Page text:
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        Discussion If you were the CD what would you do?

#1 GliderDriver45 Jun 20, 2012 09:08 PM

If you were the CD what would you do?
 
I'm new to the CD role and had the following situation:
call to launch verify every one is ready.
Start the 10 sec launch window and one of the contestants motor will not start. All the other pilots are in the air, the 10 sec launch window expires then he discovers that his cam unit had become disconnected.:eek:
I gave him a zero for the round and did not permit a refilght.:(

Is this the correct desicion? or should he have been allowed to have a refilght?
If you give him a reflight do you call everyone else in to land and refly with the same flight group? Place him in the next flight group? or let him fly solo and compare his time to those in his orginal flight group?:confused::popcorn:

#2 lesterpk Jun 20, 2012 09:18 PM

While the 0 is a fair call as he didnt fly in his originally scheduled slot due to his own error, I would probably let him refly in another flight group.

#3 MrE Jun 21, 2012 01:04 AM

We tend to be pretty relaxed in our club contests, so I would have just let him start late as long as it was only a few seconds or maybe even up to a minute. If it took longer to get resolved and he wanted to do it, I would let him do a re-flight at some point.

If it was a larger contest or a regional event or something like that, then I would be more strict with the rules.

#4 rc4fun Jun 21, 2012 07:13 AM

It depends on how informal the contest was. If it was a low turn out contest then maybe I'd let him fly in another group. Rules are rules for a reason. If you bend a rule for one person then you are at risk of a flood of "well you let him do..." Never break a rule for one person and not everyone else!

#5 Kenny Sharp Jun 21, 2012 08:41 AM

You need to cover that at the pilot's meeting.

#6 Leadchucker Jun 21, 2012 09:12 AM

Quote:

Originally Posted by rc4fun (Post 21956208)
It depends on how informal the contest was. If it was a low turn out contest then maybe I'd let him fly in another group. Rules are rules for a reason. If you bend a rule for one person then you are at risk of a flood of "well you let him do..." Never break a rule for one person and not everyone else!

Couldn't have said it better. Other than flying well, open contests are also about having your equipment up to snuff and in fine fettle. Motor won't work, ESC smokes itself into oblivion, servo goes wobbly and so on. It's part of contest flying, we've all been there.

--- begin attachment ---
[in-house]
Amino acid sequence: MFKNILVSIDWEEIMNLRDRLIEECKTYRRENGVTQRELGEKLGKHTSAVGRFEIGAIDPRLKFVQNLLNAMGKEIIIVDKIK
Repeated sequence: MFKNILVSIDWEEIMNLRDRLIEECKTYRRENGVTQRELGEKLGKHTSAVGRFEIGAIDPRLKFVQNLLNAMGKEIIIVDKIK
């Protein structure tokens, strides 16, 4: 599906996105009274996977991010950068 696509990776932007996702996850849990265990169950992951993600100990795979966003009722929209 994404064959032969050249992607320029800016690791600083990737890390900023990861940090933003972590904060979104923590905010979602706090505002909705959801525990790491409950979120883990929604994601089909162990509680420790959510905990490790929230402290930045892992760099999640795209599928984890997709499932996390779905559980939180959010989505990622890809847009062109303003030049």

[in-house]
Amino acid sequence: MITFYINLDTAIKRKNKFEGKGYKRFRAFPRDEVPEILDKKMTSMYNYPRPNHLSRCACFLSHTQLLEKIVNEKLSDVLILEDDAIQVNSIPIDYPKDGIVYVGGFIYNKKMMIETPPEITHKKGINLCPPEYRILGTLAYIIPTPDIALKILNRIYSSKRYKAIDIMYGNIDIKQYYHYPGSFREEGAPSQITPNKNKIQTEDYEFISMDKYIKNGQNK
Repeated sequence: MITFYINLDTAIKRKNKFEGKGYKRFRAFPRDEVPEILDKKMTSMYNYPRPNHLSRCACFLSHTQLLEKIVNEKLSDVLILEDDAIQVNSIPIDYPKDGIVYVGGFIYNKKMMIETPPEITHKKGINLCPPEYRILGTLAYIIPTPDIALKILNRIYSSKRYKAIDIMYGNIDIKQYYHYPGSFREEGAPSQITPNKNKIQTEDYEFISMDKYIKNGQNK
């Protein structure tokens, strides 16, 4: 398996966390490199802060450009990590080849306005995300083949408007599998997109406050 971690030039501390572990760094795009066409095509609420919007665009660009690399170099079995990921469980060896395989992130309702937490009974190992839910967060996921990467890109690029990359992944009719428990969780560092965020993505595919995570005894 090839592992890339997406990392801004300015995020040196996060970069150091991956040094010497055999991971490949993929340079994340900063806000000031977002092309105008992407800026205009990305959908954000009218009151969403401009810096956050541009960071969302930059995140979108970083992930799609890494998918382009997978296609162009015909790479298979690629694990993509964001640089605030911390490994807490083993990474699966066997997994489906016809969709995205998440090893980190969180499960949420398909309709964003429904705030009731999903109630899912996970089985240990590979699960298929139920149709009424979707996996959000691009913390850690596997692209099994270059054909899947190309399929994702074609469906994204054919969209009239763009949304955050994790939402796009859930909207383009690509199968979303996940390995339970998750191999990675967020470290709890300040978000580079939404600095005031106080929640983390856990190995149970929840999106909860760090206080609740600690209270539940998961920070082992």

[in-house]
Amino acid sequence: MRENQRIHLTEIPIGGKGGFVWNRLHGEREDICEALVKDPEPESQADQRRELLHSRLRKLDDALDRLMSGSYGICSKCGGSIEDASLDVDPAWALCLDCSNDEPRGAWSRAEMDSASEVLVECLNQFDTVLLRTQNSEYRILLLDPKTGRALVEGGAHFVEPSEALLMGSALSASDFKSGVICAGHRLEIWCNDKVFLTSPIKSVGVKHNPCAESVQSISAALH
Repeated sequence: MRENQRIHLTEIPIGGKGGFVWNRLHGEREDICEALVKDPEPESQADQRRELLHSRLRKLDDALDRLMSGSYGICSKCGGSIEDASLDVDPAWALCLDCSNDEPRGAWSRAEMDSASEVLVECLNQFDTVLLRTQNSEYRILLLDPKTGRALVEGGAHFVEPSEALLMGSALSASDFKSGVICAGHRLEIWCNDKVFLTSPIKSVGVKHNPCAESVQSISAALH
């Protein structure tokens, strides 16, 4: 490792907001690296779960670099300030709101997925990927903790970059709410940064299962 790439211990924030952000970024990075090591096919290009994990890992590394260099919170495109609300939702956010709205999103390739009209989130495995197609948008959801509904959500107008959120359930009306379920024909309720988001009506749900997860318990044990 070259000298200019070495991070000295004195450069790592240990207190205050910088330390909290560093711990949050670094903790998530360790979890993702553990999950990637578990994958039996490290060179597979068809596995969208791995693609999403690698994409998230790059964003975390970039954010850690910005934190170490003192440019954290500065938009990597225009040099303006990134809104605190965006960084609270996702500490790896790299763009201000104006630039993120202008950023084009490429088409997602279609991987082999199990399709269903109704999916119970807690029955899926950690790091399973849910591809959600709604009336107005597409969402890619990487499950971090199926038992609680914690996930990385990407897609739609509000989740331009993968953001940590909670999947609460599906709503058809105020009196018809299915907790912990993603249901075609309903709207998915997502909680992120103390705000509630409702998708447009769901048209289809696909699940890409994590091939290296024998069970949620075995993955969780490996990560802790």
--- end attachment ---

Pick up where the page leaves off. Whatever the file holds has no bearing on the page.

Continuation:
I'll add that I did just what you asked about when CD'ing an old timer contest to shut this one guy up who went on and on yammering wanting a reflight. Big mistake!!! I wound up having to address a protest before it was done then had to backpedal over myself and disqualify the guy's flight anyhow. In the end, no one was really happy and a number were really POed. It's your call as CD but I wouldn't do it.

#7 jtlsf5 Jun 21, 2012 03:03 PM

This is one of the tough ones for any CD. I've been a CD since 1981 and have faced tough decisions maybe 5 or 6 times in that time. My guiding tenets are:

1. Adhere to the published rules whenever possible
2. Safety will never be compromised
3. Many contestants travel (sometimes a significant distance) to participate/support non-local contests. These persons are the customers and deserve consideration.

That said, I will allow someone with a legitimate problem to fit into a later flight group if at all possible. This type of decision is on a case by case basis, and should not upset the competitive results of the contest (assume MOM scoring). This is generally my preferred solution with the contest decided in the air, not on a rules-based stroke of bad luck. (FWIW this is what is practiced at the AMA-LSF Nats whenever practical, we want people flying and happy to be there.)

If I sense/know that someone is gaming the system I may be more inclined to follow the letter of the rules, but this too is on a case by case basis. I'm willing to entertain a protest if a stickler wants to get anal about "me vs. him".

Bottom line, this is a hobby/pastime and should be enjoyable. Making overly severe decisions where a little compassion/leniency will do doesn't fit as well into that concept.

If you want no compromise, stick to the rules at all costs type experiences, get into FAI competition. You'll be right at home in the race to push the rules to the very limit.

JT

#8 awilmunder Jun 21, 2012 08:41 PM

Having a pilot fly with another flight group gets them in the air, but the scoring system I use will still rank them in their original pre-determined flight group. If lift is changing dramatically it could be an advantage or a disadvantage but we might have one occurrence of a mis-start in an early round every other contest so we error on the side of more flying is more better.

With this being our first full year of ALES we are probably more lenient especially with so many new pilots joining in and our wanting them to have a positive experience. We will hold the countdown if someone is a bit late and we also try to reserve the closer landing tapes for pilots who are less mobile and for contest staff. This saves everyone from waiting for a pilot to walk nearly the length of a football field.

#9 GliderDriver45 Jun 21, 2012 10:59 PM

Appreciate all the replies. lots of wisdom and insight.